10/26/2003 1:44 AM ET
Giambi's season ends on sour note
Series loss closes year of injuries, slumps for slugger
NEW YORK -- When Jason Giambi celebrated his first American League pennant, he said it was the ultimate feeling he had ever felt in baseball. Saturday, the Yankees' slugger experienced one of the biggest disappointments of his career, losing his first Fall Classic to the Florida Marlins.
By Mark Feinsand / MLB.com
Giambi, who had never gotten past the first round of the playoffs in his nine-year career, batted .235 with one home run and one RBI in the six-game series, starting five of the contests. He was not in the lineup for Game 5, as his injured knee prevented him from playing in the field.
"I wanted to win. I'm greedy. I wanted it all," Giambi said. "It doesn't make me any happier that I got out of the first round or got to the World Series. It probably hurts more to get this far and walk away with nothing."
Giambi went 0-for-2 with a walk in the final game of the year, capping off a season filled with slumps and injuries for the 32-year-old. Giambi battled through an eye infection, as well as knee and hamstring injuries, batting .250 with a team-leading 41 home runs and 107 RBIs this season.
He wasn't the only one who battled injuries, as Derek Jeter, Nick Johnson, Bernie Williams and Mariano Rivera all spent significant time on the disabled list. With that many star players out for extended periods of time, Giambi said that losing to the Marlins was even harder for him.
"It's unfortunate after what this team did to get here, all the adversity, not to walk away with a World Series title," Giambi said. "It makes it a disappointing season."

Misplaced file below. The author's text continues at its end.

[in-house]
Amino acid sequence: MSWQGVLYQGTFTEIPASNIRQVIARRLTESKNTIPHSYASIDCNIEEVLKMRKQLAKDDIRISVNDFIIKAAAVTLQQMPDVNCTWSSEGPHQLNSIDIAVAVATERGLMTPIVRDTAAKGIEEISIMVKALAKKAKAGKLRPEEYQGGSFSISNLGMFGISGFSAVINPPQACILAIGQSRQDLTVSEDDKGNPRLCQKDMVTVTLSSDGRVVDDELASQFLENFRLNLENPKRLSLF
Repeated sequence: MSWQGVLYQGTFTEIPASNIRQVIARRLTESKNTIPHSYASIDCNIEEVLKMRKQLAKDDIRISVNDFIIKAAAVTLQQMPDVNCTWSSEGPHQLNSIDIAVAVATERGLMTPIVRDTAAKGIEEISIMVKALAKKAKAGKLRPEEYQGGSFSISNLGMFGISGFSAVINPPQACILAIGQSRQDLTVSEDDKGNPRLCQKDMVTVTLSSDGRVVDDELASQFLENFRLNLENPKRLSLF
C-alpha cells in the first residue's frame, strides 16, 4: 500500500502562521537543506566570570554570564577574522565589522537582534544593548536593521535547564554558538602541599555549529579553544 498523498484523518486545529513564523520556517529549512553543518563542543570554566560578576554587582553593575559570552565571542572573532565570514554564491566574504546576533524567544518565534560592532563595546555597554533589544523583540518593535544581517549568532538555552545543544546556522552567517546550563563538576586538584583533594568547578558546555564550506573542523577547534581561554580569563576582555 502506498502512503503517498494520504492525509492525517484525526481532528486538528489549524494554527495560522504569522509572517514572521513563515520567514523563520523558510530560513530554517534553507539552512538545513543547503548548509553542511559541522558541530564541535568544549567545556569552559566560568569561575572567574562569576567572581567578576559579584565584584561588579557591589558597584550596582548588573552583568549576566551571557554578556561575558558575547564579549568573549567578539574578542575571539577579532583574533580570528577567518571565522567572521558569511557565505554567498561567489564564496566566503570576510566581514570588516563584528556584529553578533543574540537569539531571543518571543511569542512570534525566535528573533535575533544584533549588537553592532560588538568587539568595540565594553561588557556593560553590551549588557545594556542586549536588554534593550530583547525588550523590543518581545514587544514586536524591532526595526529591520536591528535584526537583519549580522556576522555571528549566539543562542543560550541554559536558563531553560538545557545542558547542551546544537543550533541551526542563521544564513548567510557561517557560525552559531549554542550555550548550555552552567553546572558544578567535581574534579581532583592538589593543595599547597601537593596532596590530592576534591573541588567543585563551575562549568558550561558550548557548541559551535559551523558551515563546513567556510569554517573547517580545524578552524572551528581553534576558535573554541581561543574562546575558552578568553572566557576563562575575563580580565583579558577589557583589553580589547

Josh Beckett, who walked away with World Series MVP honors, dominated the Yankees in the final game of the season, but Giambi was proud of the way his teammates fought to the bitter end.
"We left it on the field every night. We can live with that. You just have to tip your cap to Josh Beckett. He threw a great game," Giambi said. "Even in the last inning, we believed we could come back. We just needed one guy on base to start. Nobody among us thought we didn't have a chance."
Unfortunately for Giambi, his season ended in the on-deck circle, as Jorge Posada grounded out to give the Marlins their second World Series title in seven years. Giambi, who will soon undergo arthroscopic knee surgery, watched Florida celebrate for a moment before disappearing into the clubhouse, beginning another long winter of reflection.
"I wanted us to get to tomorrow and for us to be the ones doing that," Giambi said of the celebration. "It was definitely emotional. We had our chances, we just couldn't come up with that big hit. We had the opportunity to walk away every night with a win, they just did a good job against us. They got the big hit in the extra-inning game. They went out and beat us."
Giambi knows that the 2004 Yankees will look somewhat
different from this year's club, starting with Roger Clemens' retirement. As much as the ringless players such as Giambi and Mike Mussina longed for their first title, Giambi said that the team was trying to send Clemens out on the highest of notes.
"It's definitely sad," he said. "I think everyone here wanted to win this for Roger, let him ride off into the sunset with another World Series title. With all that he's meant to baseball, we wanted that for him."
As for the other potential changes that could take place this offseason, Giambi said that he would like to see the core of this group remain together for another run at a championship.
"This team got put together late, and we just started to come together. Unfortunately, we ran out of games. It would be nice for us to have another run at it," Giambi said. "I'm sure there will be some changes. They'll do what they think they have to in order to guarantee a winner."
Mark Feinsand is a reporter for MLB.com. This story was
not subject to the approval of Major League Baseball or its clubs.